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Chapter 21: Perseus and the Legends of Argos

The saga of Perseus contains an unusual number of genuine folktale motifs, indicating that the tale of the local hero (Perseus) has been combined with motifs that are widespread (if not universal) in folktales. Such motifs are:

  • the magic conception of the hero.
  • discovery of the infant hero through the noise of his playing.
  • the shutting up of the hero and his mother in a chest.
  • the villainous king and his good and humble brother.
  • the hero’s rash promise.
  • the help supernatural helpers and magic objects in completing the hero’s task.
  • the three wise women.
  • the ferocious and ugly monsters.
  • the vindication of the hero and the punishment of the villain.

Although the conception of the hero is indeed magical, the shower of gold represents a variation of the archetypal holy marriage in which the rain of the god of the sky fertilizes mother earth. Also it is easily interpreted as an allegory of the power of gold to corrupt.

Unusual in Greek saga is the help of two gods (Hermes and Athena) and the gift by one god of a magic object (the scimitar of Hermes).

The saga of Perseus (“The Gorgon’s Head”) was the first tale in Nathaniel Hawthorne’s A Wonder Book (1851), in which the hero is presented consistently with Hawthorne’s view that Greek myths were “legitimate subjects for every age . . . to imbue with its own morality.” Hawthorne mentions the legend of Andromeda only incidentally.

The Gorgons and the Gorgon’s Head. The location of the Gorgons (like that of the kingdom of Cepheus in the legend of Andromeda) is somewhere on the edge of the world, sometimes in the far west of Africa, or in the far north, the land of the Hyperboreans (described by Pindar), an imaginary land which, says Pindar “you would not find either with ships or on foot.”

The terrifying head of a monster is a universal motif in art and poetry. The Greeks, exceptionally, incorporated the Gorgon’s head into their ordered world as a symbol of the disorder or punishment awaiting those who transgressed or opposed their laws. Appropriately it is placed on the shield of Athena, the goddess of civic excellence, above all on the statue of Athena Parthenos in her temple on the Acropolis of Athens. Homer places it on the aegis of Athena when she arms for battle (Iliad< 5.741) along with personifications of the terror of battle, and again Agamemnon’s shield (Iliad 11.36) has the Gorgon’s head at its center with Fear and Terror around it. Yet Ovid dwells on the beauty of Medusa. The Gorgon’s head is very common on Greek vases and in sculpture, sometimes as an architectural filler or ornament, often by itself or in a decorative scheme.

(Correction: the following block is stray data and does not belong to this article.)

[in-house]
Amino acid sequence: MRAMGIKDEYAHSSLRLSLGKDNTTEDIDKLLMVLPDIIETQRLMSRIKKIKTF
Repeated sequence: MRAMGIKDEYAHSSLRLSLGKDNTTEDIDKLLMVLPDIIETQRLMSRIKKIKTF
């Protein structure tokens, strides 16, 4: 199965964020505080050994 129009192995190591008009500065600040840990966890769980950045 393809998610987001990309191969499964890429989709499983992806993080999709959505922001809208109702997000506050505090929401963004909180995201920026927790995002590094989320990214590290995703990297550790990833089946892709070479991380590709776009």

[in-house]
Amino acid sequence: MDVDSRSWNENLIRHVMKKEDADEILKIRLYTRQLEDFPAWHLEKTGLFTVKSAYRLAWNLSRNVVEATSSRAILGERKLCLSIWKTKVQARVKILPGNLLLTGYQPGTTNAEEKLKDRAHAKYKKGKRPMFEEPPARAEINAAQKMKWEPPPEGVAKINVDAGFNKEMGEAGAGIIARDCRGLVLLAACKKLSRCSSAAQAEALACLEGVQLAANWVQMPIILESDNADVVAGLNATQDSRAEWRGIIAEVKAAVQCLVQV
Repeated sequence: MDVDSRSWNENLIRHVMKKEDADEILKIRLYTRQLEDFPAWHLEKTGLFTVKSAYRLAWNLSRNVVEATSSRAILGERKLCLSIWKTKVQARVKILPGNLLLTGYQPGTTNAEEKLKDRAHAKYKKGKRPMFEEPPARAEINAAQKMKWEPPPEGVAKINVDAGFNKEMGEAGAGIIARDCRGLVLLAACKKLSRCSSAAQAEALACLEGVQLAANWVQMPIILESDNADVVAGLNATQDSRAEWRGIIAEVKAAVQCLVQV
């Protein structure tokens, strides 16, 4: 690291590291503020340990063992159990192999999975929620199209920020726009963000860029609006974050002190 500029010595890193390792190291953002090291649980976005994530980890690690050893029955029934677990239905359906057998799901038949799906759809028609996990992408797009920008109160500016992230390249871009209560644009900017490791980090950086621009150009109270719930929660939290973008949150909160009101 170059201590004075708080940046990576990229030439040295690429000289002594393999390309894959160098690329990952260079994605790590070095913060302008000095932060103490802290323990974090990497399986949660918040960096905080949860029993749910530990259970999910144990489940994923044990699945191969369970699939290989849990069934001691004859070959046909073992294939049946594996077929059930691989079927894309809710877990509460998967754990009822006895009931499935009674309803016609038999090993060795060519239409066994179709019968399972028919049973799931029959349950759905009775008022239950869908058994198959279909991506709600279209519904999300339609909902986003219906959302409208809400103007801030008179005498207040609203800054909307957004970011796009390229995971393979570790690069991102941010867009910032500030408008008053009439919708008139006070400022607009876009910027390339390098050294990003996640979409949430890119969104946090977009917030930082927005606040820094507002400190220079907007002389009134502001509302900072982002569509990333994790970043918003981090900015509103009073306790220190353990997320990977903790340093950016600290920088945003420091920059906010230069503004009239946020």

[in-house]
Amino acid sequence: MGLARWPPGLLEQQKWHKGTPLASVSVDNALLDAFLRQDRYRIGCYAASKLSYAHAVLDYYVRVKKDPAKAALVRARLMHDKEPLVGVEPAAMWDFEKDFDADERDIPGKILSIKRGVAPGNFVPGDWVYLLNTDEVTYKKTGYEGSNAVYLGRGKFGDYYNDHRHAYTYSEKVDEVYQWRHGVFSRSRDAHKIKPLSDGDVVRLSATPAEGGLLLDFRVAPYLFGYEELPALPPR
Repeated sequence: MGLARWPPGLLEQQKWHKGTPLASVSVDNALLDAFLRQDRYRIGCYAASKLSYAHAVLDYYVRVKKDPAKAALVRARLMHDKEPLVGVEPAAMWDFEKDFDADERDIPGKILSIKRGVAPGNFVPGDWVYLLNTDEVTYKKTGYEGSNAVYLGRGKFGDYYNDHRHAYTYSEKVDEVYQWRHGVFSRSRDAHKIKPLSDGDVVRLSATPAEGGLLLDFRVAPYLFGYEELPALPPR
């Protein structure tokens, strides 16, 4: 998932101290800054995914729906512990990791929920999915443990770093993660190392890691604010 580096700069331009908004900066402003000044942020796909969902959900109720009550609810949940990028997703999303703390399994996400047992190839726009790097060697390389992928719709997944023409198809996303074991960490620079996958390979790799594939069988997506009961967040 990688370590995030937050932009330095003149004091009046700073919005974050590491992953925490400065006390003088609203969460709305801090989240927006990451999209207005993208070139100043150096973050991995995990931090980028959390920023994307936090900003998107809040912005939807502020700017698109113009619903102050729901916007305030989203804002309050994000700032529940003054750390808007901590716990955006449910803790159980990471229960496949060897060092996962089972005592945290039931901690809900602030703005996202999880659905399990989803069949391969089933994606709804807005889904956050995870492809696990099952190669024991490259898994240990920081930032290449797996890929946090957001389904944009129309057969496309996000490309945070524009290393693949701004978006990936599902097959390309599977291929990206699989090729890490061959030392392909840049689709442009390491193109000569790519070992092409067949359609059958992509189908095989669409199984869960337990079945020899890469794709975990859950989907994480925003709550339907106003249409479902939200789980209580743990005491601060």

Perseus and Andromeda. In the original story Perseus would have gone straight back to Seriphos. The legend of Andromeda (a variant of the universal folktale of the Beauty and the Beast) is an addition, popular because of its romantic and visual elements. The maiden chained to a rock, threatened by a monster and saved by a chivalrous hero, is a popular motif in art and literature. Both Andromeda and Cassiepeia became constellations (in the Catasterisms of pseudo-Eratosthenes at Alexandria, ca. 225 B.C.), and the Gorgon’s head became the Arabic monster Algol, part of the constellation of Perseus. Algol returned to its classical form of Medusa's head in Dürer’s Sky-Map of the Northern Hemisphere in 1503 (see Classical Mythology in Art).

Io and the Danaids. The connection between the Greek Io and Egyptian religion is confusing and does not seem to have a genuinely religious or mythological basis. Io was originally a priestess of Hera, and her identification with Isis derives in part from the fact that in her statues her head was horned, like that of Isis.

Aeschylus wrote a trilogy (perhaps 463 B.C.) on the Danaïds, of which the first play, Suppliants, survives. The story of Io is told in this play, and Io herself has a major role in Aeschylus’ tragedy, Prometheus Bound.

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